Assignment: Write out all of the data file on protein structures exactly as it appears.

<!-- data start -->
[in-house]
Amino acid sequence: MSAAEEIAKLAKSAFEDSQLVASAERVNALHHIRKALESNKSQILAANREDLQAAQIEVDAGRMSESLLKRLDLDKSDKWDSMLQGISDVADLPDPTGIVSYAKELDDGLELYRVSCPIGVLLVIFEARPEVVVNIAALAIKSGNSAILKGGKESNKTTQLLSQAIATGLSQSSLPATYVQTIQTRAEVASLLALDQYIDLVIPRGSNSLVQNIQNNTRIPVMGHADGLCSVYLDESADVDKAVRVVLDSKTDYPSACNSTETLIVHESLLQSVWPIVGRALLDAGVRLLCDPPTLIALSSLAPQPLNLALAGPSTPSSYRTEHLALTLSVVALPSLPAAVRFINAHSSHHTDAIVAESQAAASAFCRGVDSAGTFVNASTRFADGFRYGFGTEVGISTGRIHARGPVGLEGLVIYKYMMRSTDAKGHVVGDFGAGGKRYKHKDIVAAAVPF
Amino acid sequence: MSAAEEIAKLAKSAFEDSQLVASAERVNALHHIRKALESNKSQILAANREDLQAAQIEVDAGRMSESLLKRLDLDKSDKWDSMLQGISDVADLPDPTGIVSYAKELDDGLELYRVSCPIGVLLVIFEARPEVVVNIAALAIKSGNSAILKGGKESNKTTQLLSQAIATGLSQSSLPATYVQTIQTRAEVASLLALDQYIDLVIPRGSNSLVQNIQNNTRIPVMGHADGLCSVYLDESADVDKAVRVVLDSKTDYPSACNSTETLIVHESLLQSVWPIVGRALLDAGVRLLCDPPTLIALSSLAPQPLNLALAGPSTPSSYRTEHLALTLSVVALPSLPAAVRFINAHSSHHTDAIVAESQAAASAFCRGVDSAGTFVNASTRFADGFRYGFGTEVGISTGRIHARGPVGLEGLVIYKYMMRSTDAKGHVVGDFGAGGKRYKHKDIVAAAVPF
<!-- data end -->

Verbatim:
[in-house]
Amino acid sequence: MSAAEEIAKLAKSAFEDSQLVASAERVNALHHIRKALESNKSQILAANREDLQAAQIEVDAGRMSESLLKRLDLDKSDKWDSMLQGISDVADLPDPTGIVSYAKELDDGLELYRVSCPIGVLLVIFEARPEVVVNIAALAIKSGNSAILKGGKESNKTTQLLSQAIATGLSQSSLPATYVQTIQTRAEVASLLALDQYIDLVIPRGSNSLVQNIQNNTRIPVMGHADGLCSVYLDESADVDKAVRVVLDSKTDYPSACNSTETLIVHESLLQSVWPIVGRALLDAGVRLLCDPPTLIALSSLAPQPLNLALAGPSTPSSYRTEHLALTLSVVALPSLPAAVRFINAHSSHHTDAIVAESQAAASAFCRGVDSAGTFVNASTRFADGFRYGFGTEVGISTGRIHARGPVGLEGLVIYKYMMRSTDAKGHVVGDFGAGGKRYKHKDIVAAAVPF
Amino acid sequence: MSAAEEIAKLAKSAFEDSQLVASAERVNALHHIRKALESNKSQILAANREDLQAAQIEVDAGRMSESLLKRLDLDKSDKWDSMLQGISDVADLPDPTGIVSYAKELDDGLELYRVSCPIGVLLVIFEARPEVVVNIAALAIKSGNSAILKGGKESNKTTQLLSQAIATGLSQSSLPATYVQTIQTRAEVASLLALDQYIDLVIPRGSNSLVQNIQNNTRIPVMGHADGLCSVYLDESADVDKAVRVVLDSKTDYPSACNSTETLIVHESLLQSVWPIVGRALLDAGVRLLCDPPTLIALSSLAPQPLNLALAGPSTPSSYRTEHLALTLSVVALPSLPAAVRFINAHSSHHTDAIVAESQAAASAFCRGVDSAGTFVNASTRFADGFRYGFGTEVGISTGRIHARGPVGLEGLVIYKYMMRSTDAKGHVVGDFGAGGKRYKHKDIVAAAVPF